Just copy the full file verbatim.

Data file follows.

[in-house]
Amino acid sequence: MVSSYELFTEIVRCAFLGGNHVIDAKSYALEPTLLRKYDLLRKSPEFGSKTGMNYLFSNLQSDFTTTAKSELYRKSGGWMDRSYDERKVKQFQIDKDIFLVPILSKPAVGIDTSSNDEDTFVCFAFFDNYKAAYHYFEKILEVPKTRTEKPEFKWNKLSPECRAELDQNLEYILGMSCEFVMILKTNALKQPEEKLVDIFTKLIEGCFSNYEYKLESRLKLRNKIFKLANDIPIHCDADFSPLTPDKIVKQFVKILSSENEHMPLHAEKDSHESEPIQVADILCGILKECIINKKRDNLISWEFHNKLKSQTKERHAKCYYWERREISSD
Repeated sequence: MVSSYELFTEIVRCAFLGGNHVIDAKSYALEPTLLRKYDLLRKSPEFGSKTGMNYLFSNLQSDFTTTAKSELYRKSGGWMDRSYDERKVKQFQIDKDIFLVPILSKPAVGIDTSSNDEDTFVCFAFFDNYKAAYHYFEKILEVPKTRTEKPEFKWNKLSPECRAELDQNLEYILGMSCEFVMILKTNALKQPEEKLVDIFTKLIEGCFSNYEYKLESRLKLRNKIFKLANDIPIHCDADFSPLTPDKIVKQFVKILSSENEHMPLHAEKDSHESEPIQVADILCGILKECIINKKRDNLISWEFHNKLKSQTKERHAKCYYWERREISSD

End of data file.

[in-house]
Amino acid sequence: MVSSYELFTEIVRCAFLGGNHVIDAKSYALEPTLLRKYDLLRKSPEFGSKTGMNYLFSNLQSDFTTTAKSELYRKSGGWMDRSYDERKVKQFQIDKDIFLVPILSKPAVGIDTSSNDEDTFVCFAFFDNYKAAYHYFEKILEVPKTRTEKPEFKWNKLSPECRAELDQNLEYILGMSCEFVMILKTNALKQPEEKLVDIFTKLIEGCFSNYEYKLESRLKLRNKIFKLANDIPIHCDADFSPLTPDKIVKQFVKILSSENEHMPLHAEKDSHESEPIQVADILCGILKECIINKKRDNLISWEFHNKLKSQTKERHAKCYYWERREISSD
Repeated sequence: MVSSYELFTEIVRCAFLGGNHVIDAKSYALEPTLLRKYDLLRKSPEFGSKTGMNYLFSNLQSDFTTTAKSELYRKSGGWMDRSYDERKVKQFQIDKDIFLVPILSKPAVGIDTSSNDEDTFVCFAFFDNYKAAYHYFEKILEVPKTRTEKPEFKWNKLSPECRAELDQNLEYILGMSCEFVMILKTNALKQPEEKLVDIFTKLIEGCFSNYEYKLESRLKLRNKIFKLANDIPIHCDADFSPLTPDKIVKQFVKILSSENEHMPLHAEKDSHESEPIQVADILCGILKECIINKKRDNLISWEFHNKLKSQTKERHAKCYYWERREISSD